The letter published in the 16 May 2021 edition of the Herald-Review in praise of the Enbridge Line 3 Pipeline currently under construction had so many misleading statements, that it is important that these be exposed. The saddest fact of all was that the letter writer is Dave Lange, a Hill City Council Member (HCCM) who should know better. 

The HCCM disputed that the oil industry is dying. Does he know why a Dutch Court demanded that SHELL Oil reduce its production to meet environmental goals in Europe?

Perhaps this HCCM could explain why the State of Michigan has told Enbridge that its Line 5 at the Strait of Mackinaw in Lake Michigan must cease operating. Perhaps people in Minnesota do not recall the Line 5 Oil Spill south of Grand Rapids, Michigan, into the Kalamazoo River, which discharges into Lake Michigan. None of that oil was recoverable from the river. Enbridge, as the responsible corporate industry, just roundly ignored the State of Michigan Governor’s demand. 

It could also be that this HCCM is unaware of the largest oil spill from Line 3 in Grand Rapids, Minn., of 1.7 MG (million gallons) in winter 1991, just north of Itasca Community College. How much did the businesses of Grand Rapids, Minn., benefit from that large spill that ended in the LaPrairie River? But a smaller spill of 0.25 MG occurred in Cohasset, Minn., in 2002. This latter spill did not happen in winter time, to help the recovery of the spilled oil. The one in Cohasset was simply burned as it was too difficult to recover. How much did the businesses in Cohasset benefit from that spill and subsequent air pollution? Enbridge, as the responsible Canadian corporate industry, has ignored its responsibilities in Minnesota.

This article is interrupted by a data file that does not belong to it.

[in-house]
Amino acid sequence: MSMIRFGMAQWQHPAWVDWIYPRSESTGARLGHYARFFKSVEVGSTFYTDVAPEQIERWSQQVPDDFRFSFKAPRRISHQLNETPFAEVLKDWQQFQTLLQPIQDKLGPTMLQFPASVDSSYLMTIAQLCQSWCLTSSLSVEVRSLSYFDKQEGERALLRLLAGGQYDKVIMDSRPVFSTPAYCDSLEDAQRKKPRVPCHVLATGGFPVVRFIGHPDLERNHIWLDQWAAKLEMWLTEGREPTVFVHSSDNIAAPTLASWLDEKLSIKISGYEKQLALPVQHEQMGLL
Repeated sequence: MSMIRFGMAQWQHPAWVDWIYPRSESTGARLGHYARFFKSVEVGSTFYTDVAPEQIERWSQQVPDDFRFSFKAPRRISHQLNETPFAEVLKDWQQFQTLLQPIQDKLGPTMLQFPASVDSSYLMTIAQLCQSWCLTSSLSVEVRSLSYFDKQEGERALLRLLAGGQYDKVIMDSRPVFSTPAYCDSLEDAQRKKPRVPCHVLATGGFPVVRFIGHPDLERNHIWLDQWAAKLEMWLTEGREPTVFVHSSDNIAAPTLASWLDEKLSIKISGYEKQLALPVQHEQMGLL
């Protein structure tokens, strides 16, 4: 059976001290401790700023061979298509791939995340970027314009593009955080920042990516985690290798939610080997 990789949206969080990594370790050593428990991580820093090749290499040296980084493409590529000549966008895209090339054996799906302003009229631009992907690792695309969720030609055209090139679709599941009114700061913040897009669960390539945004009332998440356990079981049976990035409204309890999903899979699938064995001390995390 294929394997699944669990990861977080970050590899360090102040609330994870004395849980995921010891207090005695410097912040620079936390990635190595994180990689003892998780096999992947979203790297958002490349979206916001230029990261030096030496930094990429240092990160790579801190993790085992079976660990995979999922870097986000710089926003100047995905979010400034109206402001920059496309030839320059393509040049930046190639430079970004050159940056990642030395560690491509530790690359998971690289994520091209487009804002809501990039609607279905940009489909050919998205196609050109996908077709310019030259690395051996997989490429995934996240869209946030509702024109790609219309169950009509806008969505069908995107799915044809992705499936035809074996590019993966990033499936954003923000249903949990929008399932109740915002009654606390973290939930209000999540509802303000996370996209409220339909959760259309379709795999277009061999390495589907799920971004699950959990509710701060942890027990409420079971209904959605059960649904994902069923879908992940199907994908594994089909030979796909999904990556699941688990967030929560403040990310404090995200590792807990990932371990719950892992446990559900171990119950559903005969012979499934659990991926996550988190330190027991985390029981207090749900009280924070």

No matter how much the HCCM looks at the facts through his rose-colored glasses, as long as he does not have to drink an Enbridge spill in his morning coffee, his facts stay “real!”

The HCCM, in his additional defense of Enbridge, takes umbrage with its “numbers.” He claims that Enbridge “spends over $40 million in Minnesota on property taxes.” As it happens, from 2012 to 2016, property taxes paid by Enbridge amounted to $30.3 million. Enbridge appealed that amount to the courts and Enbridge won its case. The state’s portion of that amount was $10.5 million, and the rest was assigned to counties and other public entities. Since Enbridge won the case, there will have to be a significant reimbursement to Enbridge. 

Perhaps the HCCM will report in the near future, which amounts will have to be reimbursed by the State of Minnesota and the counties to Enbridge. Perhaps the HCCM will then be able to sing a new song of praise for Oil Monster Enbridge, that Canadian Corporation, which has benefited northern Minnesota so much with jobs, taxes and some great petroleum. 

 

Enrique Gentzsch

Minneapolis

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